Processing Dynamic Image Sequences from a Moving Sensor.
MASSACHUSETTS UNIV AMHERST DEPT OF COMPUTER AND INFORMATION SCIENCE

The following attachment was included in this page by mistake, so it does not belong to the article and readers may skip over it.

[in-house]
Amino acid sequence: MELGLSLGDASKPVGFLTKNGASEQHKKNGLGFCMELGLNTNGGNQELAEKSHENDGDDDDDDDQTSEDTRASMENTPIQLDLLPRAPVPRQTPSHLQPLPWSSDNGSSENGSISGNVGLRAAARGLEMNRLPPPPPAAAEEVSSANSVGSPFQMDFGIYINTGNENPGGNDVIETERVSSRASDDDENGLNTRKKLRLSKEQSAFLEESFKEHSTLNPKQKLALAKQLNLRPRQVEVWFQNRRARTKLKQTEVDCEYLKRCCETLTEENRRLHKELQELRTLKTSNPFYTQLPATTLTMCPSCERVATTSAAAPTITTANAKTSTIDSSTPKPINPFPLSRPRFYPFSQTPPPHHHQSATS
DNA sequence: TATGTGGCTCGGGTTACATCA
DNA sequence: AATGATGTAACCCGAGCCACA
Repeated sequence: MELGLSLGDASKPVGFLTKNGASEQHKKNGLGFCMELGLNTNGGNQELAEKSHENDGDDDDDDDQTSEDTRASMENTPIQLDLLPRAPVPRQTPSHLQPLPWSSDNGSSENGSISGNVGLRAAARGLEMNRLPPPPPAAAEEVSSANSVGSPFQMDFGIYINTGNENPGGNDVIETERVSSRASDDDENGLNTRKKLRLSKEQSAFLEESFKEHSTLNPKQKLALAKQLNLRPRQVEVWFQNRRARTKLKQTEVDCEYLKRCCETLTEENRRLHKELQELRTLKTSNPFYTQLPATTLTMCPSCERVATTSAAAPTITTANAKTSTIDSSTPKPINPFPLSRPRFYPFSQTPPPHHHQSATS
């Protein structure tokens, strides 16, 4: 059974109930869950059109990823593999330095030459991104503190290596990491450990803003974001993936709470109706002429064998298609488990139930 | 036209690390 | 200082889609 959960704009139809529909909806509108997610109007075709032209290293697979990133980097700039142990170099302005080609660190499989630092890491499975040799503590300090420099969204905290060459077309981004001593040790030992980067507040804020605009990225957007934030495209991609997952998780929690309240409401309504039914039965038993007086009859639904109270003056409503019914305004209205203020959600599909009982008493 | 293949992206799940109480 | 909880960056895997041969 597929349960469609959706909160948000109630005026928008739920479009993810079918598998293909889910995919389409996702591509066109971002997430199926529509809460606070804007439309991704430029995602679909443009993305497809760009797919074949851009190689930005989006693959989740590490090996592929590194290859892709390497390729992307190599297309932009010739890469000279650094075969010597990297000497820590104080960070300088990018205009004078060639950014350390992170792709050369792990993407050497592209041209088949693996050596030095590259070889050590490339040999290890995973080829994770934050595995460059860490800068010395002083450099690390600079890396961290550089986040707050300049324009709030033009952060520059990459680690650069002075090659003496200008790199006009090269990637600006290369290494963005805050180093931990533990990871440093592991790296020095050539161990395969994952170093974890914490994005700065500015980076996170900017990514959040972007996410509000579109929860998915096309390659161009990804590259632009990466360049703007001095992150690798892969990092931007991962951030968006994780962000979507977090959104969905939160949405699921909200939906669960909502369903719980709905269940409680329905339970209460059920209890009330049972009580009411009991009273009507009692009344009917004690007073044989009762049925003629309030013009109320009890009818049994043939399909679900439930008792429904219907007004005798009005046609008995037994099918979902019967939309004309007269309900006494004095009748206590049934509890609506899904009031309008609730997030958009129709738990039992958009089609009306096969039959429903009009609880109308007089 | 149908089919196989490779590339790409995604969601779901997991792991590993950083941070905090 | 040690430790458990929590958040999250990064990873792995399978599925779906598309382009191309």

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A fundamental problem in motion processing research has been the discrepancy between the precision and reliability with which image displacements can be determined and the sensitivity of inference procedures to noise and resolution errors. There are also indications that these inference procedures are inherently unstable and, in some cases, ambiguous. The approach of this thesis has been to deal with restricted cases of motion for which the inference of the motion parameters, image displacements, and environmental depth, can be combined into a single, uniform, and mutually constraining computation. These restricted cases of motion are sufficient for a wide range of real-world tasks, especially since other associated sensing devices can be used to ascertain the other parameters of motion. The author then apply the procedure developed for translational motion to local portions of image sequences to process general sensor motion as if it were composed of independent local environmental translations. The resulting representation can considerably simplify the processing of less restricted and general motion. Originator-supplied key words include Optic flow, Autonomous vehicles, Image processing, and EDMFEnvironmental Direction of Motion Field.
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